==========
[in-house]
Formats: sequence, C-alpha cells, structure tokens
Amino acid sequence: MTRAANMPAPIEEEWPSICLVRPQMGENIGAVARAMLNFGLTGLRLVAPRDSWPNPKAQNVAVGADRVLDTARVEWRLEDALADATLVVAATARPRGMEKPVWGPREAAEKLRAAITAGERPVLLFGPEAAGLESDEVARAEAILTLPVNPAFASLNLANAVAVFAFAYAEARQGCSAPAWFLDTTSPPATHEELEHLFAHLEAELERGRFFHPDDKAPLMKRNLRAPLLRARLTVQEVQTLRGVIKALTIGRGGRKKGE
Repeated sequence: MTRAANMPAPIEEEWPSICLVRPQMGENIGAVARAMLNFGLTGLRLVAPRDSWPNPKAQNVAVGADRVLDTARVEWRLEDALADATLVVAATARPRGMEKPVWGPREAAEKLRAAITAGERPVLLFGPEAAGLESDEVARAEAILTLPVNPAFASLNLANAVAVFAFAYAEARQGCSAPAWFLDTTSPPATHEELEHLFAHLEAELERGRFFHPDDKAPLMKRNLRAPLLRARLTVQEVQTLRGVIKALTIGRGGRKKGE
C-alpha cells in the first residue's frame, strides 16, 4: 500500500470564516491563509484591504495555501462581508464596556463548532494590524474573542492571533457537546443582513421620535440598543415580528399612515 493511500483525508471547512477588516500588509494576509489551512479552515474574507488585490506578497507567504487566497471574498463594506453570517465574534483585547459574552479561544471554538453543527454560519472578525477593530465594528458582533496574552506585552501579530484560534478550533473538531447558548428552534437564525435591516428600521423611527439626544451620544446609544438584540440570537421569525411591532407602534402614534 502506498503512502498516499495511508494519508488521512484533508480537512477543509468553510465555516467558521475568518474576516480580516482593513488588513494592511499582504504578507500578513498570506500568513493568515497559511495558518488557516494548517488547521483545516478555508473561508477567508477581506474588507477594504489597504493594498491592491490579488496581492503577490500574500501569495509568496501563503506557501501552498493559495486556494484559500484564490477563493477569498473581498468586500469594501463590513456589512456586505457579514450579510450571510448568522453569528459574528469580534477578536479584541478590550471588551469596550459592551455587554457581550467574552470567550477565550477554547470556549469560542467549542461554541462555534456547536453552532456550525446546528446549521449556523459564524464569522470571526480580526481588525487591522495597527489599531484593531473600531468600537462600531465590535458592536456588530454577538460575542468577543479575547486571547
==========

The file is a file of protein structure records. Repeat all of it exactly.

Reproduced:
[in-house]
Formats: sequence, C-alpha cells, structure tokens
Amino acid sequence: MTRAANMPAPIEEEWPSICLVRPQMGENIGAVARAMLNFGLTGLRLVAPRDSWPNPKAQNVAVGADRVLDTARVEWRLEDALADATLVVAATARPRGMEKPVWGPREAAEKLRAAITAGERPVLLFGPEAAGLESDEVARAEAILTLPVNPAFASLNLANAVAVFAFAYAEARQGCSAPAWFLDTTSPPATHEELEHLFAHLEAELERGRFFHPDDKAPLMKRNLRAPLLRARLTVQEVQTLRGVIKALTIGRGGRKKGE
Repeated sequence: MTRAANMPAPIEEEWPSICLVRPQMGENIGAVARAMLNFGLTGLRLVAPRDSWPNPKAQNVAVGADRVLDTARVEWRLEDALADATLVVAATARPRGMEKPVWGPREAAEKLRAAITAGERPVLLFGPEAAGLESDEVARAEAILTLPVNPAFASLNLANAVAVFAFAYAEARQGCSAPAWFLDTTSPPATHEELEHLFAHLEAELERGRFFHPDDKAPLMKRNLRAPLLRARLTVQEVQTLRGVIKALTIGRGGRKKGE
C-alpha cells in the first residue's frame, strides 16, 4: 500500500470564516491563509484591504495555501462581508464596556463548532494590524474573542492571533457537546443582513421620535440598543415580528399612515 493511500483525508471547512477588516500588509494576509489551512479552515474574507488585490506578497507567504487566497471574498463594506453570517465574534483585547459574552479561544471554538453543527454560519472578525477593530465594528458582533496574552506585552501579530484560534478550533473538531447558548428552534437564525435591516428600521423611527439626544451620544446609544438584540440570537421569525411591532407602534402614534 502506498503512502498516499495511508494519508488521512484533508480537512477543509468553510465555516467558521475568518474576516480580516482593513488588513494592511499582504504578507500578513498570506500568513493568515497559511495558518488557516494548517488547521483545516478555508473561508477567508477581506474588507477594504489597504493594498491592491490579488496581492503577490500574500501569495509568496501563503506557501501552498493559495486556494484559500484564490477563493477569498473581498468586500469594501463590513456589512456586505457579514450579510450571510448568522453569528459574528469580534477578536479584541478590550471588551469596550459592551455587554457581550467574552470567550477565550477554547470556549469560542467549542461554541462555534456547536453552532456550525446546528446549521449556523459564524464569522470571526480580526481588525487591522495597527489599531484593531473600531468600537462600531465590535458592536456588530454577538460575542468577543479575547486571547